I happen to be in the Apple elite, equipped with all sorts of plastic cards (Apple Care, Pro Care….) that allegedly bestow privilege upon me. So I went to the Apple Store, itself famous for allegedly being at the cutting edge of retail savoir-faire, to get the laptop fixed. I brandished my cards and, after a stressful wait, succeeded in persuading a helpful staff member to …. schedule an appointment, two days hence, for me to come back and get my laptop fixed.

Two days later, I dutifully returned (traffic, parking garages….) to the famous store. Another stressful wait. Somebody took my laptop. The next day, they called to say that they needed another part (the RAM). They called again two days later to say that they needed yet another part (the logic board). Then they left a voice mail (Apple’s iPhone, which I also own, had not rung as it ought to when a call comes in) to say that it would be faster (sic) to send the laptop to a distant part of the country where logic boards are more plentiful, but that they needed my approval. I called back, but they had left for the day.

I called again the next day–at 10AM, when they start work–and gave my approval. The laptop, I was told, would now be en route “from 5 to 7 days”. This was 5 days after my original visit to the famous store with my fancy cards. My lap has been, and remains, untopped.

2) Why I expected this to be a big deal

I am a nomadic worker, and my laptop in effect is my yurt, or office, and thus one of the two West Coast Bureaus of The Economist (the other bureau being the laptop of Martin Giles in San Francisco, who replaced me in my previous beat). So I assumed that no laptop meant no bureau, no articles, no work. I assumed this because this was my experience in 2005, when another laptop of mine died.


3) Why it’s not

But things have changed since 2005. Something called “cloud computing” has come along, diagrammed above. It’s an old idea newly implemented: that information and intelligence reside in the network, to be accessed by “appliances” or “terminals” which we nowadays call web browsers. If you use web mail, Facebook, WordPress, Flickr, YouTube etc etc then you are computing in the cloud. You are not longer storing and crunching data in the machine on your lap. Instead, you are doing it on the internet.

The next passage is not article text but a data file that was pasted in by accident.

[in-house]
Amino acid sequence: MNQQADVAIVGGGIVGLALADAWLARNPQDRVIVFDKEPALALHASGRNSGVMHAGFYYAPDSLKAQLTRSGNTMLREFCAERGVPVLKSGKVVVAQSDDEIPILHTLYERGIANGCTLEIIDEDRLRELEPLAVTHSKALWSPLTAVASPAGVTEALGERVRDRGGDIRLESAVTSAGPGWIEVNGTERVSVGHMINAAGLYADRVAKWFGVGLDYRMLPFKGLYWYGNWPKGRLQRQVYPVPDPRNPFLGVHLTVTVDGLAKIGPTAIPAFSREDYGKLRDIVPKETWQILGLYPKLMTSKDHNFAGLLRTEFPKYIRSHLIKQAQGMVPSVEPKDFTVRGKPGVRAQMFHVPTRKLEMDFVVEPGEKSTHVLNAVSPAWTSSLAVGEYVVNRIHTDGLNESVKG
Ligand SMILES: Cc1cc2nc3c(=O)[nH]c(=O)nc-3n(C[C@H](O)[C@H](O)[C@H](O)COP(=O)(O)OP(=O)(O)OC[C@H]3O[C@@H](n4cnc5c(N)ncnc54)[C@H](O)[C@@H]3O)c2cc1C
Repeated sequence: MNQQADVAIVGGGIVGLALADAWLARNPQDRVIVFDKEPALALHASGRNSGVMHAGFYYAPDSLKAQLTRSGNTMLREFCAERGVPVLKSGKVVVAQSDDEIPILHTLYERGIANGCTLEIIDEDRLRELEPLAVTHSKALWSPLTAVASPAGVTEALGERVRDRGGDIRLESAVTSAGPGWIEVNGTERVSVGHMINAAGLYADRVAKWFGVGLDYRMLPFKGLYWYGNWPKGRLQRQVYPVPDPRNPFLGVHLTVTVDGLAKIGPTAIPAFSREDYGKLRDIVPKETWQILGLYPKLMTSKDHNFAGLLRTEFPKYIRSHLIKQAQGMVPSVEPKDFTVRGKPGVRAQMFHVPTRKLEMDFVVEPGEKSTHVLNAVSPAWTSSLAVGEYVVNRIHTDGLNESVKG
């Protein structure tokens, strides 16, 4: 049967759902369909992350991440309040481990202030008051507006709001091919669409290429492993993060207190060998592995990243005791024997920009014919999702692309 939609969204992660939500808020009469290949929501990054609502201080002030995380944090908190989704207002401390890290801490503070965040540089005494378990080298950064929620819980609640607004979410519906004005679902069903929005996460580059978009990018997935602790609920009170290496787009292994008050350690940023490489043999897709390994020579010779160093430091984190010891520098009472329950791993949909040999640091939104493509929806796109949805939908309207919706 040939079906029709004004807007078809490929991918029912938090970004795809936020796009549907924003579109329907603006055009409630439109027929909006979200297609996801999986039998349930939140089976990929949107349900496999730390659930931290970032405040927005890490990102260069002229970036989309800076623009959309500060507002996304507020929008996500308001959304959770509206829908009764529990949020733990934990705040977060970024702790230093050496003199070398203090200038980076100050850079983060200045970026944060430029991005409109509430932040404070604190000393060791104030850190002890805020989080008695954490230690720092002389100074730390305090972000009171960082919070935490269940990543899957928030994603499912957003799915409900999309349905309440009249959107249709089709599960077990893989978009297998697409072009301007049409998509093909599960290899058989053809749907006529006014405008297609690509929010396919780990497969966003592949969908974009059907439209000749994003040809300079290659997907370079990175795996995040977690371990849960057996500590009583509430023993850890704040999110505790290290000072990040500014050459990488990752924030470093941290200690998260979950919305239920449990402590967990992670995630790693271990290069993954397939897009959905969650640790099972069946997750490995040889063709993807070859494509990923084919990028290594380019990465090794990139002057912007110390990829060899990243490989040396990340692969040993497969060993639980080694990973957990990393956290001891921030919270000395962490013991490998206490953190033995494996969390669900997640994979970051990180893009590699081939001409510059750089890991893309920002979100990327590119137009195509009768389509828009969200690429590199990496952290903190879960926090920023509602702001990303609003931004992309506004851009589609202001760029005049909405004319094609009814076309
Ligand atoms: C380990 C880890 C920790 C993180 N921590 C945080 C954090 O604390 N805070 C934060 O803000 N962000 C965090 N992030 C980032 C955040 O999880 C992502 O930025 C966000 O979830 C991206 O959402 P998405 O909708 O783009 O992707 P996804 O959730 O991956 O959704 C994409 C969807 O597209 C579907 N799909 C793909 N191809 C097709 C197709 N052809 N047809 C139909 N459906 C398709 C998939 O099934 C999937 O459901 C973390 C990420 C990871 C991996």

After my previous laptop disaster in 2005, I began to train myself (I am a technophobe by nature) to start using the internet instead of perishable machines. Gmail, Google Calendar (which I share with my wife and a few other people), Google Reader, Facebook, and so forth.

Slowly, I started migrating more and more activities into the cloud. This was slow because of inertia. But I kept at it. My phones (Skype and Google Voice) are now online, as are many of my photos.

So it occurred to me, before going back to the Apple Store, to complete this process. I put all of my current or important documents on Google Docs. This was surprisingly quick and easy. I had never understood why I was using Microsoft Office in the first place, since it was bursting with features that I never use and that confuse me.

Now, instead of emailing my editor a Word doc, I “share” a Google Doc with him.

So now my digital life is entirely in the cloud. As some of you have noticed, even though I have not had my laptop, I have been “on”. Nothing has changed. I use my wife’s laptop, or somebody else’s, or my iPhone, which is almost as good. I no longer really care about my laptop.

4) Progress = Bye bye, Steve, bye bye Bill

At some point, I may yet get my snazzy Mac Book Pro back from this famous Apple Store. Will I care? Enough to go to the store one more time to pick it up. Barely.

The truth is that this slight nuisance, this mini-crisis, nudged me to do what I should have done long ago. It forced me to liberate myself from Microsoft’s software and Apple’s hardware, neither of which I need any longer. Yes, there are some new vulnerabilities (there always are). But I am, if not free, a lot freer.

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My first email (from 1994)

Carolyn Koo, a dear friend from college, just brightened my morning with a blast from the past. It’s one of my very first emails, which I sent to her on 18 April 1994 (!). I would have been in graduate school at the LSE at that time, and my email address was (Don’t you love it? One step away from Morse Code.)

Here is an excerpt from my email:

how uplifting to know that this works. I find it absolutely mindboggling to
think that we’re conversing around the world via binary light impulses
(or is it still analogue copper waves?) Would you be so kind as to smoke-
(or is it still analogue copper waves?) Would you be so kind as to smoke-
signal me some other addresses…?
Why that line just reproduced itself above I don’t know. I had pressed the
up cursor thing and this happened. It seems it will be a while before I can
work this thing.

As Carolyn said in today’s email, “as we become comfortable with a specific technology/application, it’s often hard to remember when we first started using it and how unwieldy it was at the beginning…. I thought it intriguing to come across this “record” of when it happened for you — especially since you’re such the iPhone-using, blogging technology maven now!”